Crisis Management 101: A Supply Chain Primer

Disruptions happen, but some crisis can put the organization’s survival in jeopardy if there is not a plan in place

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If you live in the supply chain, you are familiar with disruptions. In some cases, those disruptions rise to the level of a crisis. Remember when the Evergreen vessel got stuck in the Suez Canal? For anyone with product on that ship, that was a crisis.

But there are many other kinds of crisis supply chain planners must deal with, and it is these crises that often rise to the level of C-suite involvement. Think about a cyberattack that paralyzes a network. Or a company tractor-trailer involved in a deadly accident. How about the failure of a bank where all your assets are tied up? And, as unlikely as it sounds, what about a situation of workplace violence?

Where are the crisis plans?

Most of these are rare circumstances, but for businesses that face an existential crisis, navigating the days and weeks ahead will impact the organization’s finances at a minimum, and perhaps even its survival. And yet, most companies do not have a crisis management plan in place. According to, 59% of businesses have experienced a crisis, but a 2023 survey conducted by Capterra found that just 49% have a crisis management plan in place.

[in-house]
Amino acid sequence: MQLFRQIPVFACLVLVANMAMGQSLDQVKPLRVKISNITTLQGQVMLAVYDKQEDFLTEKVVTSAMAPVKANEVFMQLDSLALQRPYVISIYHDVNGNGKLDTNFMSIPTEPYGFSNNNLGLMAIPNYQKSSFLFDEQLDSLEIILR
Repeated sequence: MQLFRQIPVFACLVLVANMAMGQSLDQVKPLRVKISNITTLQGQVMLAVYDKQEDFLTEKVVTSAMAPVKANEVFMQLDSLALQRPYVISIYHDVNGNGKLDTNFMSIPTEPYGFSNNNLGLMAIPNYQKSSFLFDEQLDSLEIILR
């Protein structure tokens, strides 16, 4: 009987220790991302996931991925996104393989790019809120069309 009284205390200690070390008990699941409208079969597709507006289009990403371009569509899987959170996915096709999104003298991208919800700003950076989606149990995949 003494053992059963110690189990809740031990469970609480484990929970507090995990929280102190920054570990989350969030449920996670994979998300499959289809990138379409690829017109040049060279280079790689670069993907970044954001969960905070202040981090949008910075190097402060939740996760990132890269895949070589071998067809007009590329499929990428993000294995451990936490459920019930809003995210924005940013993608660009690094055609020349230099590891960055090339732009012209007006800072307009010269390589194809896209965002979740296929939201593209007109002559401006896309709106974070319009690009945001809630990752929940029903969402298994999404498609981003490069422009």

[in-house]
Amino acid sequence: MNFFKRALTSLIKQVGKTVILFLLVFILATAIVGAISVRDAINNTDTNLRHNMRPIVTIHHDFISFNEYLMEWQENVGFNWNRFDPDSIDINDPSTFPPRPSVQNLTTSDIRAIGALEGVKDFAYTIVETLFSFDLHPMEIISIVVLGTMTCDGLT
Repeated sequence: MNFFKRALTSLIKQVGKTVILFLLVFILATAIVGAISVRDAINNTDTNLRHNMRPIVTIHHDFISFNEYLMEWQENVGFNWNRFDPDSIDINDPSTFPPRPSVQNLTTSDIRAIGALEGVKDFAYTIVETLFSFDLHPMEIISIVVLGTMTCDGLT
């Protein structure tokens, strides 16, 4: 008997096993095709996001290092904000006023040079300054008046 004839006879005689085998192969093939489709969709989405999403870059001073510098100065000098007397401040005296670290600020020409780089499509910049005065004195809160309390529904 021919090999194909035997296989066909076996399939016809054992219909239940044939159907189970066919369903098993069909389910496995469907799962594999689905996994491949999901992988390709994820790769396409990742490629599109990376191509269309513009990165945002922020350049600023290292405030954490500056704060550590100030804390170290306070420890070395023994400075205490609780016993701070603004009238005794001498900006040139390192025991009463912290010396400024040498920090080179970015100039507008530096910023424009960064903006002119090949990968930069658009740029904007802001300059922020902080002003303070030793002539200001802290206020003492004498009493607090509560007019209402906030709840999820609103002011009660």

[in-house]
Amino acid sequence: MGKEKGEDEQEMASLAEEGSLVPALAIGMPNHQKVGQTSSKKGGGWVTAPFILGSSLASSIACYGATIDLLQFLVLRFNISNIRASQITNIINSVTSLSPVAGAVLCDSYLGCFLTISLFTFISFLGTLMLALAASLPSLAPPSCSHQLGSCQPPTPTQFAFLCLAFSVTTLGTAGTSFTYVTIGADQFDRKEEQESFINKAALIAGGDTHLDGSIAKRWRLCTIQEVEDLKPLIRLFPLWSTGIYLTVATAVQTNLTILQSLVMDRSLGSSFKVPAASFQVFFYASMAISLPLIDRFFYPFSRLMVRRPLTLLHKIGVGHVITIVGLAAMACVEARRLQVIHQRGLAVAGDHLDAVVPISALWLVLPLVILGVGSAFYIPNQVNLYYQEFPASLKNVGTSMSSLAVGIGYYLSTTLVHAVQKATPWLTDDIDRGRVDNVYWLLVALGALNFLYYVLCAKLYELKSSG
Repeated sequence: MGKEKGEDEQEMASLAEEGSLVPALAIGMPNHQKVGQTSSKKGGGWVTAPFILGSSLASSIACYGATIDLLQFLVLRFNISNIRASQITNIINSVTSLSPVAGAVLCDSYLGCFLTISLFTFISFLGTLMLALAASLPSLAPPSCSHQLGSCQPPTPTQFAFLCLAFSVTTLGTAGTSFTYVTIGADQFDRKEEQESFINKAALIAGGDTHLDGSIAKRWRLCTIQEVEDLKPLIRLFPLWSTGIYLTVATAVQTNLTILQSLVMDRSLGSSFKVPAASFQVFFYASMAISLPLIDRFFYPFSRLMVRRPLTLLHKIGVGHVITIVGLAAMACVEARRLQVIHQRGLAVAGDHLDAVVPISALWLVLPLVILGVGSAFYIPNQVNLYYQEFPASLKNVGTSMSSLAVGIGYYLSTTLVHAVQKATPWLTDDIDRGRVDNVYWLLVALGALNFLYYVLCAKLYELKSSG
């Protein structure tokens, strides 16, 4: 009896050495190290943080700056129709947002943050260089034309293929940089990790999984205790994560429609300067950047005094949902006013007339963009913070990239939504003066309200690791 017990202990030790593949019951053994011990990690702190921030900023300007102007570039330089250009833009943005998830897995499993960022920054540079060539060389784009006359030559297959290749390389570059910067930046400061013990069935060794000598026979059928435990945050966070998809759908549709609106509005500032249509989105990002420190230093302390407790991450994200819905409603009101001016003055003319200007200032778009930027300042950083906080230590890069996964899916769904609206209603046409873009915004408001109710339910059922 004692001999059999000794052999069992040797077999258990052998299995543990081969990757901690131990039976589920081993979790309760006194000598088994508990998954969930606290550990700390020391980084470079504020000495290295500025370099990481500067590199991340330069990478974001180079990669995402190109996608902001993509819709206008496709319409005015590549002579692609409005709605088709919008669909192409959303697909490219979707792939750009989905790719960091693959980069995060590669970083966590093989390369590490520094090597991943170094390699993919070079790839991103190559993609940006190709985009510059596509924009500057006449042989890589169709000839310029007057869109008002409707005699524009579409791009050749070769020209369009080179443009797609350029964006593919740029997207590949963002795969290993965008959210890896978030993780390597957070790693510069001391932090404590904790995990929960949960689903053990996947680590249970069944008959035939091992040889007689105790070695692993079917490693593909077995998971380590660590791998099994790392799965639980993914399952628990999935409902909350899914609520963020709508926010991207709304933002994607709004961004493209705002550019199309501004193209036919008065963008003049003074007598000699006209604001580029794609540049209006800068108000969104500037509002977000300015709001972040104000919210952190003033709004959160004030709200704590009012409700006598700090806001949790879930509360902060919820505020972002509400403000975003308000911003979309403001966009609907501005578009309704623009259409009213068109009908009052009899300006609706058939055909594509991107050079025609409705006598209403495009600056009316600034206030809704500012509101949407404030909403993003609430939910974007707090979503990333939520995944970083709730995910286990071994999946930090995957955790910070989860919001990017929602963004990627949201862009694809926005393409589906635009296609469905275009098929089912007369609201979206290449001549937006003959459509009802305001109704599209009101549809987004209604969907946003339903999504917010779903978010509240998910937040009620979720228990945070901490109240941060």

“Crisis communications plans are crucial for disseminating information during a critical situation,” Capterra noted in the report. “In fact, of business leaders who have activated their plan, nearly all (98%) said it was either very (77%) or somewhat (21%) effective.

The most common crises are cyberattacks (28%) and technology failures (22%), which make up more than half of all crisis events.

Why you need a crisis plan

In the supply chain, most practitioners are familiar with creating scenarios to deal with disruptions, but what about true crisis? After all, supply chain loves to talk about building resilience, but there is no greater resilience than company survival.

According to resilience firm Bryghtpath, “crisis management is the process of ensuring that your organization is prepared for potential disruptions, has a process in place to collaborate and communicate during a critical moment, and has a defined process to manage short and long-term recovery efforts.  Finally, a defined process to capture lessons learned from the crisis and use those lessons to improve your preparedness for the next disruption.”

Crisis management is not just a C-suite function. While the plan begins in the C-suite, crisis management is often a team effort and the key communication person during a crisis may be a marketing or public relations specialist, not the CEO.

To start, experts suggest building a crisis management team, which may contain C-suite, but it also will likely include department heads, human resources and even supply chain professionals. The team should include people from different roles since a crisis will have varying impacts across departments.